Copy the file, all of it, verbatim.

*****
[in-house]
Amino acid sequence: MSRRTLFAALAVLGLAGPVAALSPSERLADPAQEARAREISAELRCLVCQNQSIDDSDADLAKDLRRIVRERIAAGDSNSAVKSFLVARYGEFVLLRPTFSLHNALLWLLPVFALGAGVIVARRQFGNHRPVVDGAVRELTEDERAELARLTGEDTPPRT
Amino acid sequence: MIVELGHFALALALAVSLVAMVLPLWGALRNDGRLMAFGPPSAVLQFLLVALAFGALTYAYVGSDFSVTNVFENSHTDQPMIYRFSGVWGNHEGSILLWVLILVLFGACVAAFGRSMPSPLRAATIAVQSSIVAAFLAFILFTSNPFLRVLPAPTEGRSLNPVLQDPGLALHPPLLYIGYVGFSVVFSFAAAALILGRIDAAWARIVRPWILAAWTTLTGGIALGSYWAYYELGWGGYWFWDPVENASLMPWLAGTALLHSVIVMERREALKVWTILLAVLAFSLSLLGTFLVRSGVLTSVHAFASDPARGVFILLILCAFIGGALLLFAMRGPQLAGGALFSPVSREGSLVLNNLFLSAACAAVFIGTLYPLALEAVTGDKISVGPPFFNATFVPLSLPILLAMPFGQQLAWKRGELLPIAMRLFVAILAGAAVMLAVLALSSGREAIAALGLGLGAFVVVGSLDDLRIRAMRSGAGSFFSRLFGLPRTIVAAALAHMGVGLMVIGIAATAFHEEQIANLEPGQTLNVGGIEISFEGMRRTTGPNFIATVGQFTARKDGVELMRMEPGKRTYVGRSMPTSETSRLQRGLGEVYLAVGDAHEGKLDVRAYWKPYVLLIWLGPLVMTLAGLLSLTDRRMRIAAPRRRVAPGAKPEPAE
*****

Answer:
[in-house]
Amino acid sequence: MSRRTLFAALAVLGLAGPVAALSPSERLADPAQEARAREISAELRCLVCQNQSIDDSDADLAKDLRRIVRERIAAGDSNSAVKSFLVARYGEFVLLRPTFSLHNALLWLLPVFALGAGVIVARRQFGNHRPVVDGAVRELTEDERAELARLTGEDTPPRT
Amino acid sequence: MIVELGHFALALALAVSLVAMVLPLWGALRNDGRLMAFGPPSAVLQFLLVALAFGALTYAYVGSDFSVTNVFENSHTDQPMIYRFSGVWGNHEGSILLWVLILVLFGACVAAFGRSMPSPLRAATIAVQSSIVAAFLAFILFTSNPFLRVLPAPTEGRSLNPVLQDPGLALHPPLLYIGYVGFSVVFSFAAAALILGRIDAAWARIVRPWILAAWTTLTGGIALGSYWAYYELGWGGYWFWDPVENASLMPWLAGTALLHSVIVMERREALKVWTILLAVLAFSLSLLGTFLVRSGVLTSVHAFASDPARGVFILLILCAFIGGALLLFAMRGPQLAGGALFSPVSREGSLVLNNLFLSAACAAVFIGTLYPLALEAVTGDKISVGPPFFNATFVPLSLPILLAMPFGQQLAWKRGELLPIAMRLFVAILAGAAVMLAVLALSSGREAIAALGLGLGAFVVVGSLDDLRIRAMRSGAGSFFSRLFGLPRTIVAAALAHMGVGLMVIGIAATAFHEEQIANLEPGQTLNVGGIEISFEGMRRTTGPNFIATVGQFTARKDGVELMRMEPGKRTYVGRSMPTSETSRLQRGLGEVYLAVGDAHEGKLDVRAYWKPYVLLIWLGPLVMTLAGLLSLTDRRMRIAAPRRRVAPGAKPEPAE